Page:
Compensation structures should clarify how much is to be paid for what reasons, and these structures cannot be maintained in the long term unless they accord with company culture.


An important element of employment is that the company culture aligns with the employees’ vision. Someone who has strong self-confidence and mainly just wants to make money would probably do best at a company with a generous commission structure. On the other hand, there are those who may not have perfect confidence in their sales ability but who can steadily build trust-based relationships and who can work in cooperation with development, manufacturing, and accounting teams to demonstrate their worth. Such a person would probably choose a company that aligns with their individual nature, even if commissions are set lower. They could be expected to do solid work and to stay with the company for a long time. It is extremely important, then, for the company’s vision and the employees’ vision to match up appropriately.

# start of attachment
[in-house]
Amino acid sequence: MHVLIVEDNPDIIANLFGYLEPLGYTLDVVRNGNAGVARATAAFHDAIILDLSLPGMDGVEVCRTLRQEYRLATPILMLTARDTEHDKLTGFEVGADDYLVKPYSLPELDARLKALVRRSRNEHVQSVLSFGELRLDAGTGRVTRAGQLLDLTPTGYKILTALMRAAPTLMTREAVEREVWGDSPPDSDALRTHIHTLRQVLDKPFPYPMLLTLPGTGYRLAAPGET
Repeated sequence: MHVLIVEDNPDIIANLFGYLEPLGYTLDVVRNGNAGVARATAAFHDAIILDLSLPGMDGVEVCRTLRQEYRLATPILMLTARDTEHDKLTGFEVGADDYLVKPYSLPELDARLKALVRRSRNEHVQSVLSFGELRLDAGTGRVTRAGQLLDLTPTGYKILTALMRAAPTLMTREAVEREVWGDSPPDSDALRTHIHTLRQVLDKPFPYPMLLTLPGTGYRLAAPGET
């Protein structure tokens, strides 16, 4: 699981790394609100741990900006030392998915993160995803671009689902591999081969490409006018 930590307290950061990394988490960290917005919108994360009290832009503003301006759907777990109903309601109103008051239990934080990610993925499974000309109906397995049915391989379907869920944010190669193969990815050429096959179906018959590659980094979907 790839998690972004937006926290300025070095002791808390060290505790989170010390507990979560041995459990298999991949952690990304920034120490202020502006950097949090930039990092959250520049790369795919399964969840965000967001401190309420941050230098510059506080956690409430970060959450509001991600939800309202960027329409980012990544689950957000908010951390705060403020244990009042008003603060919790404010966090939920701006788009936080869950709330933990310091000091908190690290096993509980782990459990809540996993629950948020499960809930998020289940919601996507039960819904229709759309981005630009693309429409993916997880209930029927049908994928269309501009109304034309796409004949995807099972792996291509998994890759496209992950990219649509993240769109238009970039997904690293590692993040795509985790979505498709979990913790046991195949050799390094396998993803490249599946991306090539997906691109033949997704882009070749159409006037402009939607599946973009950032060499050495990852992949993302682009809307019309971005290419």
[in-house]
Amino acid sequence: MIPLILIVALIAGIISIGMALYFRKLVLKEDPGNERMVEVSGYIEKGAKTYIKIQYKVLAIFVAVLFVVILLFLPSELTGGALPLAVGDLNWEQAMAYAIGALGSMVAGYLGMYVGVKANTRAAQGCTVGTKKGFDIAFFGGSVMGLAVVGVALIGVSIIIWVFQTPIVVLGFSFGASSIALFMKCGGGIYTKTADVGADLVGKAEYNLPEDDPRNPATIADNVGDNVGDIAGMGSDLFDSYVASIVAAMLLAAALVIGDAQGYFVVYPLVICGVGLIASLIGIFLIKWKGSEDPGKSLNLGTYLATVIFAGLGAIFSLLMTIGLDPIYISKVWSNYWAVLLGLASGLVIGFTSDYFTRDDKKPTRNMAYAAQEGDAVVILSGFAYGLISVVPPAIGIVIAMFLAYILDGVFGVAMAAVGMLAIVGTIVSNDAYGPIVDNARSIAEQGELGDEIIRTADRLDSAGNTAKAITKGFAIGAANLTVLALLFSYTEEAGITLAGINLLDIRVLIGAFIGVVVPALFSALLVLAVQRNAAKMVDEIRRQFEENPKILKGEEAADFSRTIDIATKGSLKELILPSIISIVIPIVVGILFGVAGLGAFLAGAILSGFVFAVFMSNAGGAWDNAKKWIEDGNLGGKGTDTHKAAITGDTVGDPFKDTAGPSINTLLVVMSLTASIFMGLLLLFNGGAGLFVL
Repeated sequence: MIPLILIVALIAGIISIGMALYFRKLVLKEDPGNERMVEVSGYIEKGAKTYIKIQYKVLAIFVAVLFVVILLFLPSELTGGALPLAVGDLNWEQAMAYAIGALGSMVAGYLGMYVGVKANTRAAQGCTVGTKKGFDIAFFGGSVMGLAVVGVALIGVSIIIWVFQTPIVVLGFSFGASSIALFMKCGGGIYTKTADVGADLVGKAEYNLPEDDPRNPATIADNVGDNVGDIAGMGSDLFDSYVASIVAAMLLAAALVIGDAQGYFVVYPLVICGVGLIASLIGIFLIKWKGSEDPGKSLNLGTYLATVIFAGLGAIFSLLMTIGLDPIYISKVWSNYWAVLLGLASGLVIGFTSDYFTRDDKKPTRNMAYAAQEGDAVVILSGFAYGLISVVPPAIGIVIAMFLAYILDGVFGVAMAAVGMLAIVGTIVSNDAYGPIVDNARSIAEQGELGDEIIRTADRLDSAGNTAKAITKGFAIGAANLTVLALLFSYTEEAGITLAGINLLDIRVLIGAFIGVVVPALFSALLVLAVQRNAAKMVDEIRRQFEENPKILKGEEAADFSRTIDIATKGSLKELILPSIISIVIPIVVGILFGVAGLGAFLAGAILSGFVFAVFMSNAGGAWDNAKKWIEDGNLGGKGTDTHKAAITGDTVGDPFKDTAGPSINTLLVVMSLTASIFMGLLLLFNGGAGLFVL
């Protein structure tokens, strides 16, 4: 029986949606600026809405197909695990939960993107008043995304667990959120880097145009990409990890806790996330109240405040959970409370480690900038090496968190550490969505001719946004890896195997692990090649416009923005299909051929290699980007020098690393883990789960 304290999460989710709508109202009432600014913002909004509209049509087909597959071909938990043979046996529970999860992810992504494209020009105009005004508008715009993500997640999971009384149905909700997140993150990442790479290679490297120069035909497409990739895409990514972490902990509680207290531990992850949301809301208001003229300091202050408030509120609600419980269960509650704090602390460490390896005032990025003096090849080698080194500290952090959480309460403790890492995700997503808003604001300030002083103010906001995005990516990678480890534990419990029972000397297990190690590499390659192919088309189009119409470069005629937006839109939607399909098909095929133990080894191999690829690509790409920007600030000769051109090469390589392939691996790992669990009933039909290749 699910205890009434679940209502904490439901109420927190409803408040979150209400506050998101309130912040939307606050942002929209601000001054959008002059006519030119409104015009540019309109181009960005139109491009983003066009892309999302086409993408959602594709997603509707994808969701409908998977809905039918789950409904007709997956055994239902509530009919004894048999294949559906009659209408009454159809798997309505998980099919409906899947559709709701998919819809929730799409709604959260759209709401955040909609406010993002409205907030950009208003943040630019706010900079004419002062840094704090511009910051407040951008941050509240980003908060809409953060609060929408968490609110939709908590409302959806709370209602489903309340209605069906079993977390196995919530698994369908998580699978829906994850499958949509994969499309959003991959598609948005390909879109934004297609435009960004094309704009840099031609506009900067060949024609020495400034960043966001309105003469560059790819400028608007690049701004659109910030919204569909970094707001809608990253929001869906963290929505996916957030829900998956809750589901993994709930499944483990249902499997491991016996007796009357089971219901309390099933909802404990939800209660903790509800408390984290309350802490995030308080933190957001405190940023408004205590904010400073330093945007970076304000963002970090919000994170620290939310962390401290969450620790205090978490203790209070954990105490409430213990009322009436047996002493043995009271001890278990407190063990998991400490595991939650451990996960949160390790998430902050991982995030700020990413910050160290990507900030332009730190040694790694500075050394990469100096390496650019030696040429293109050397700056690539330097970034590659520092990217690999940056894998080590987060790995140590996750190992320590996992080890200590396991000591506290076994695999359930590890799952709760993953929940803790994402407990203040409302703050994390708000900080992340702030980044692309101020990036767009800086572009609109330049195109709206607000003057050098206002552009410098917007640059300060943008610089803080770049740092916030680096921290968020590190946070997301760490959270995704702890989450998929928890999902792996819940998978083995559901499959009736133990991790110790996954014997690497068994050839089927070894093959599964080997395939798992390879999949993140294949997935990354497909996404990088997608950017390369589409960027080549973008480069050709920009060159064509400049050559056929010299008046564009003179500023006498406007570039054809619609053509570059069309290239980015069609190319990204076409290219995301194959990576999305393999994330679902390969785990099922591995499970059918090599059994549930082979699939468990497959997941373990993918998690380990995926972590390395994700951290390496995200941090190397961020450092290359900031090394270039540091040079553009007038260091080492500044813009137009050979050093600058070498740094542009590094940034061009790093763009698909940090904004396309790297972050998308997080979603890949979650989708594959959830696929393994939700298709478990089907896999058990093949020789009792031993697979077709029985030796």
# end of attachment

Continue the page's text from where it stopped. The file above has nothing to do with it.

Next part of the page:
Also, with a commission-reliant structure, employee compensation will be high when the company’s sales are strong (and commissions are high), meaning that people will generally be happy and the mood at the company will be good. But, when sales (and commissions) go down, people’s motivation and loyalty can be expected to sink immediately. The greater the weight of commissions, and the shorter the cycle in which they are paid, the stronger this tendency will be. When a company is in a slump, strong-performing salespeople will often be seen leaving.


Although there may not be much of a choice when a short-term market penetration strategy is deployed, it may be best to avoid over-reliance on commissions in the compensation plan if sustainable corporate growth is desired.